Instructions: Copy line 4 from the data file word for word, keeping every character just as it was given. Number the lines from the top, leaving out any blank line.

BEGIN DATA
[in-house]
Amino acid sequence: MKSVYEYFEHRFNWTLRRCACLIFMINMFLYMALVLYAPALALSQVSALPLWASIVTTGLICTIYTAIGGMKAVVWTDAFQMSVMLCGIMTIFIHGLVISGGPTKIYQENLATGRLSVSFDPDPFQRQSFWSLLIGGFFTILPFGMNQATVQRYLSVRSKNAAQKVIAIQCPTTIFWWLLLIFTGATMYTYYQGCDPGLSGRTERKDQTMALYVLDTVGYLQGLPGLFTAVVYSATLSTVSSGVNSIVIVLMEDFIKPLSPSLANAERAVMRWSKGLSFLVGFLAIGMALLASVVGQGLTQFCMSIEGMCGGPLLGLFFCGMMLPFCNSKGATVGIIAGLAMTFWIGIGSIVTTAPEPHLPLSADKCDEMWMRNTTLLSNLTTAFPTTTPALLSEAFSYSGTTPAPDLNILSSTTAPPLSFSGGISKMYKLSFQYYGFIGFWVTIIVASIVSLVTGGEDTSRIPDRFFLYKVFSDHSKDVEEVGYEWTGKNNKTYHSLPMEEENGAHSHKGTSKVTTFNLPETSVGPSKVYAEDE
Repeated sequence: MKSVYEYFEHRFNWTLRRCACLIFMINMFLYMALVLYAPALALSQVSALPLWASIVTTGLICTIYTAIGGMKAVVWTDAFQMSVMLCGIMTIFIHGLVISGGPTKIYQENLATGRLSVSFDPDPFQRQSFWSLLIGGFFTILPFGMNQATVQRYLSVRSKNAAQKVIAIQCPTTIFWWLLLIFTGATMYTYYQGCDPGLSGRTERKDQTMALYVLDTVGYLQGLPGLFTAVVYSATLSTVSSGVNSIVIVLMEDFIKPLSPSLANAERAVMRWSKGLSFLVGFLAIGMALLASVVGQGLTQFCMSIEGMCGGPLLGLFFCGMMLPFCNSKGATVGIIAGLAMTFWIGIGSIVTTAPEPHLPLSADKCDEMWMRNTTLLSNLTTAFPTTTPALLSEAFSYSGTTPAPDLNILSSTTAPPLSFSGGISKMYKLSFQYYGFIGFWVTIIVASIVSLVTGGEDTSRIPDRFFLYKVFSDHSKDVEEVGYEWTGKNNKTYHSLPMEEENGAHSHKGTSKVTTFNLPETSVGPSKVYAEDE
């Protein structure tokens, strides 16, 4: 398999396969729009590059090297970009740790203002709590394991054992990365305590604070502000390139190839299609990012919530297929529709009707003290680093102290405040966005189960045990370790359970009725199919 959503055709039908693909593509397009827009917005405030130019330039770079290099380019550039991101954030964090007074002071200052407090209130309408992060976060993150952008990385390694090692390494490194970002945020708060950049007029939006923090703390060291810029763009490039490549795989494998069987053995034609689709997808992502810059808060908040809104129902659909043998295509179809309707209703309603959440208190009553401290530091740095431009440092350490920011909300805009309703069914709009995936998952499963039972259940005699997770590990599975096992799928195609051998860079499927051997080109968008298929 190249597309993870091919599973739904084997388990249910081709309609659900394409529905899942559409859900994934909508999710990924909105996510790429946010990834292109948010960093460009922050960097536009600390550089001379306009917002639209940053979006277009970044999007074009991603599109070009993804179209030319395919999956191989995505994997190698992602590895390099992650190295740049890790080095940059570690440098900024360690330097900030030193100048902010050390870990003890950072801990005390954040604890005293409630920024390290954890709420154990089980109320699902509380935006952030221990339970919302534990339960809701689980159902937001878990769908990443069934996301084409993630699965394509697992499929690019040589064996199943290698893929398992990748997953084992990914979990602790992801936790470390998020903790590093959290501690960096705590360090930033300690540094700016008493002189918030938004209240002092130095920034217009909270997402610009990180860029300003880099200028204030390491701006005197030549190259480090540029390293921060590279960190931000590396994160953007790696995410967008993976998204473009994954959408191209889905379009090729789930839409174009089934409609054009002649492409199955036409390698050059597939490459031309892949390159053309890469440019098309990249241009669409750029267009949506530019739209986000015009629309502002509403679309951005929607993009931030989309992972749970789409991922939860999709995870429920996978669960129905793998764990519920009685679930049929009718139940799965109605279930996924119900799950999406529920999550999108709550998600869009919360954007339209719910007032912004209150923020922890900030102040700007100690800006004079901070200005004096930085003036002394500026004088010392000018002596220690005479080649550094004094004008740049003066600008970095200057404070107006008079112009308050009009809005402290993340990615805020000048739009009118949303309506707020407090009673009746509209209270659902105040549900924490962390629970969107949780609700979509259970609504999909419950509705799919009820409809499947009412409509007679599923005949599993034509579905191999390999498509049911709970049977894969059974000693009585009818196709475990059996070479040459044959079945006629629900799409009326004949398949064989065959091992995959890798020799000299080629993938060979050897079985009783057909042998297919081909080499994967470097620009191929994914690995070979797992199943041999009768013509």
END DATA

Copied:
């Protein structure tokens, strides 16, 4: 398999396969729009590059090297970009740790203002709590394991054992990365305590604070502000390139190839299609990012919530297929529709009707003290680093102290405040966005189960045990370790359970009725199919 959503055709039908693909593509397009827009917005405030130019330039770079290099380019550039991101954030964090007074002071200052407090209130309408992060976060993150952008990385390694090692390494490194970002945020708060950049007029939006923090703390060291810029763009490039490549795989494998069987053995034609689709997808992502810059808060908040809104129902659909043998295509179809309707209703309603959440208190009553401290530091740095431009440092350490920011909300805009309703069914709009995936998952499963039972259940005699997770590990599975096992799928195609051998860079499927051997080109968008298929 190249597309993870091919599973739904084997388990249910081709309609659900394409529905899942559409859900994934909508999710990924909105996510790429946010990834292109948010960093460009922050960097536009600390550089001379306009917002639209940053979006277009970044999007074009991603599109070009993804179209030319395919999956191989995505994997190698992602590895390099992650190295740049890790080095940059570690440098900024360690330097900030030193100048902010050390870990003890950072801990005390954040604890005293409630920024390290954890709420154990089980109320699902509380935006952030221990339970919302534990339960809701689980159902937001878990769908990443069934996301084409993630699965394509697992499929690019040589064996199943290698893929398992990748997953084992990914979990602790992801936790470390998020903790590093959290501690960096705590360090930033300690540094700016008493002189918030938004209240002092130095920034217009909270997402610009990180860029300003880099200028204030390491701006005197030549190259480090540029390293921060590279960190931000590396994160953007790696995410967008993976998204473009994954959408191209889905379009090729789930839409174009089934409609054009002649492409199955036409390698050059597939490459031309892949390159053309890469440019098309990249241009669409750029267009949506530019739209986000015009629309502002509403679309951005929607993009931030989309992972749970789409991922939860999709995870429920996978669960129905793998764990519920009685679930049929009718139940799965109605279930996924119900799950999406529920999550999108709550998600869009919360954007339209719910007032912004209150923020922890900030102040700007100690800006004079901070200005004096930085003036002394500026004088010392000018002596220690005479080649550094004094004008740049003066600008970095200057404070107006008079112009308050009009809005402290993340990615805020000048739009009118949303309506707020407090009673009746509209209270659902105040549900924490962390629970969107949780609700979509259970609504999909419950509705799919009820409809499947009412409509007679599923005949599993034509579905191999390999498509049911709970049977894969059974000693009585009818196709475990059996070479040459044959079945006629629900799409009326004949398949064989065959091992995959890798020799000299080629993938060979050897079985009783057909042998297919081909080499994967470097620009191929994914690995070979797992199943041999009768013509």